DIET@NET: Best Practice Guidelines for dietary assessment in health research.
AuthorCade, JE; Warthon-Medina, M; Albar, S; Alwan, NA; Ness, A; Roe, M; Wark, PA; Greathead, K; Burley, VJ; Finglas, P; ...
Source TitleBMC Medicine
PublisherSpringer Science and Business Media LLC
University of Melbourne Author/sBaglietto, Laura
AffiliationMelbourne School of Population and Global Health
Document TypeJournal Article
CitationsCade, J. E., Warthon-Medina, M., Albar, S., Alwan, N. A., Ness, A., Roe, M., Wark, P. A., Greathead, K., Burley, V. J., Finglas, P., Johnson, L., Page, P., Roberts, K., Steer, T., Hooson, J., Greenwood, D. C., Robinson, S. & DIET@NET consortium (2017). DIET@NET: Best Practice Guidelines for dietary assessment in health research.. BMC Med, 15 (1), pp.202-. https://doi.org/10.1186/s12916-017-0962-x.
Access StatusOpen Access
Open Access at PMChttp://www.ncbi.nlm.nih.gov/pmc/articles/PMC5686956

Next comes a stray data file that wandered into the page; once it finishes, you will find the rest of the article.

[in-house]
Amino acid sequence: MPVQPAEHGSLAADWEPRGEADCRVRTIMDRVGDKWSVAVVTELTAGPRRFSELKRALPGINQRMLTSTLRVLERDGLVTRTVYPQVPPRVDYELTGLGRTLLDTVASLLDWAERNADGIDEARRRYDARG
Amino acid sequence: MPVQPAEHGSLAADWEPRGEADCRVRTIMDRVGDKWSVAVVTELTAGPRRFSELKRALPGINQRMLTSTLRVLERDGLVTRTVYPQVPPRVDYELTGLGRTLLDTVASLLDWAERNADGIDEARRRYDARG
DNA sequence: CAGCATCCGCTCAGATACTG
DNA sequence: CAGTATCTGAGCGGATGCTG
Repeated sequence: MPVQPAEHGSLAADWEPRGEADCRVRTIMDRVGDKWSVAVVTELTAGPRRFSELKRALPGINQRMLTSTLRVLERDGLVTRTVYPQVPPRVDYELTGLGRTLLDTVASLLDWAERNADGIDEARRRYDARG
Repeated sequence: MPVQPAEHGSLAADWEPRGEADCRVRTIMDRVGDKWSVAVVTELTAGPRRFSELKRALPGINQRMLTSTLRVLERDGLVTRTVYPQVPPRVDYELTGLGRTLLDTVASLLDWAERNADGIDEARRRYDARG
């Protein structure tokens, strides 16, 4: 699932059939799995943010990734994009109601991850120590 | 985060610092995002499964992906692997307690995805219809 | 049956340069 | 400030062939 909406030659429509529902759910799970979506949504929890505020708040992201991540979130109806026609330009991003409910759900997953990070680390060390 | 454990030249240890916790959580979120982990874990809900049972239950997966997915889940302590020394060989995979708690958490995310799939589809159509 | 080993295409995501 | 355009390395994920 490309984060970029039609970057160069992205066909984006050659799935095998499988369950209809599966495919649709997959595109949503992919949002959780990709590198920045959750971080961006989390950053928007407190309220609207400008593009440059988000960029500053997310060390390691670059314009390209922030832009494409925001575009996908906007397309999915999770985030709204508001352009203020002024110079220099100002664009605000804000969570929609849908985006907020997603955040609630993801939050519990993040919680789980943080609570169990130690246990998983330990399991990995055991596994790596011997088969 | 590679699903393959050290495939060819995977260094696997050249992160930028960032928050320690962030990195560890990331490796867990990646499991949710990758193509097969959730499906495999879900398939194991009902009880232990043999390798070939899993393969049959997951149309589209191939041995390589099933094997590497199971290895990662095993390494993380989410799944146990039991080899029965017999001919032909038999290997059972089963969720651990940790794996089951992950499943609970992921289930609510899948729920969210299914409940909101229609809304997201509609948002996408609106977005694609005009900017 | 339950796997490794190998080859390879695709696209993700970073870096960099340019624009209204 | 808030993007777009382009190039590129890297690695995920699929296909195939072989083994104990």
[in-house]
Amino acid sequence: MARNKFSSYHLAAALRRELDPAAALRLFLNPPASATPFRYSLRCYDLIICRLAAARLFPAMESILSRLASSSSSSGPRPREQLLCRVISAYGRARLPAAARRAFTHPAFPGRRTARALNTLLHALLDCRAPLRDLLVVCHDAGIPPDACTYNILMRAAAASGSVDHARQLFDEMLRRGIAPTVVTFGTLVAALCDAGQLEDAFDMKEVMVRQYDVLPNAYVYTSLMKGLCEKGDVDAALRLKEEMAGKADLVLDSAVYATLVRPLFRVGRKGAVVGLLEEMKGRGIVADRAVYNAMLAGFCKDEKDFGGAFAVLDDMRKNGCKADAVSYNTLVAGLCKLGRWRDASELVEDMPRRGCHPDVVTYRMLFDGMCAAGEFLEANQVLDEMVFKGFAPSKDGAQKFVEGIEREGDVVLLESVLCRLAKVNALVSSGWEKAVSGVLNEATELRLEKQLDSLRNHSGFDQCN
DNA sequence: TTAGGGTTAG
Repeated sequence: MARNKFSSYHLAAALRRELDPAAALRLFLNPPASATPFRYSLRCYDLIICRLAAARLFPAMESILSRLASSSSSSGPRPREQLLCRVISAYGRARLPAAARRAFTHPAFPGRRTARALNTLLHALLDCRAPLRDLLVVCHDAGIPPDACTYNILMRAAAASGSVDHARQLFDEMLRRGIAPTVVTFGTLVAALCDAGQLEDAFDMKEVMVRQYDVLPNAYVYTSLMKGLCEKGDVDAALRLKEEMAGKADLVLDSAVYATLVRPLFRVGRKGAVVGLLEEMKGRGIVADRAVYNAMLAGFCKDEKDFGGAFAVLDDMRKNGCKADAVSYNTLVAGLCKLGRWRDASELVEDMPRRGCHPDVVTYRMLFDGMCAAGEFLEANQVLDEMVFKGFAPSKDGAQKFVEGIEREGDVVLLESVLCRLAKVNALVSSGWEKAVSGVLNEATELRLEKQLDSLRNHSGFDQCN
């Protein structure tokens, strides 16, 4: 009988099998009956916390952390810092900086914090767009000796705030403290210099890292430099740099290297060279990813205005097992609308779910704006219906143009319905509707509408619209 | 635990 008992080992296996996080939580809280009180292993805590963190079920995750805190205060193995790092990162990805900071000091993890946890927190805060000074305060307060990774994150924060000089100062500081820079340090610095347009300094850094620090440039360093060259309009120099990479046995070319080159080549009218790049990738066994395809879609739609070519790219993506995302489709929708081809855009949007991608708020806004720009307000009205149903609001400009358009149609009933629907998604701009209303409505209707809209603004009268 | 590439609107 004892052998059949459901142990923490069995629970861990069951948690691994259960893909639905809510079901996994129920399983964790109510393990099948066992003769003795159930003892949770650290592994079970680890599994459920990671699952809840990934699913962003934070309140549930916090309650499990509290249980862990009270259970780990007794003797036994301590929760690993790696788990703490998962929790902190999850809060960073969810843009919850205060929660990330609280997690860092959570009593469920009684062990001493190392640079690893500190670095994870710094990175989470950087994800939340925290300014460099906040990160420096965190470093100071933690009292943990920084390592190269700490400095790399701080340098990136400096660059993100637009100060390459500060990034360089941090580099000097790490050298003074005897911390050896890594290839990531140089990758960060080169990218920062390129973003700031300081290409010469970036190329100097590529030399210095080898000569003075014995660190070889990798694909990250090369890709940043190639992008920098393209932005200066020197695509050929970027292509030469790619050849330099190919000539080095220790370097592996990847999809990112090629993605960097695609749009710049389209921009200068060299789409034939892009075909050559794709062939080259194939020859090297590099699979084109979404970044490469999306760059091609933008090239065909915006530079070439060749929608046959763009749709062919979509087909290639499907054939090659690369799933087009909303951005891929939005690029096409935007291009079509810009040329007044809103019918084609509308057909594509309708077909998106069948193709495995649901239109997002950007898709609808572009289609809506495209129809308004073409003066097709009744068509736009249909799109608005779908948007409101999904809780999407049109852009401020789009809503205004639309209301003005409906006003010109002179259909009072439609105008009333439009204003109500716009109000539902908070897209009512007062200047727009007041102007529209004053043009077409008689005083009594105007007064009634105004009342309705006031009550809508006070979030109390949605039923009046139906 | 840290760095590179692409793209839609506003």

BACKGROUND: Dietary assessment is complex, and strategies to select the most appropriate dietary assessment tool (DAT) in epidemiological research are needed. The DIETary Assessment Tool NETwork (DIET@NET) aimed to establish expert consensus on Best Practice Guidelines (BPGs) for dietary assessment using self-report. METHODS: The BPGs were developed using the Delphi technique. Two Delphi rounds were conducted. A total of 131 experts were invited, and of these 65 accepted, with 48 completing Delphi round I and 51 completing Delphi round II. In all, a total of 57 experts from North America, Europe, Asia and Australia commented on the 47 suggested guidelines. RESULTS: Forty-three guidelines were generated, grouped into the following four stages: Stage I. Define what is to be measured in terms of dietary intake (what? who? and when?); Stage II. Investigate different types of DATs; Stage III. Evaluate existing tools to select the most appropriate DAT by evaluating published validation studies; Stage IV. Think through the implementation of the chosen DAT and consider sources of potential biases. CONCLUSIONS: The Delphi technique consolidated expert views on best practice in assessing dietary intake. The BPGs provide a valuable guide for health researchers to choose the most appropriate dietary assessment method for their studies. These guidelines will be accessible through the Nutritools website, www.nutritools.org .
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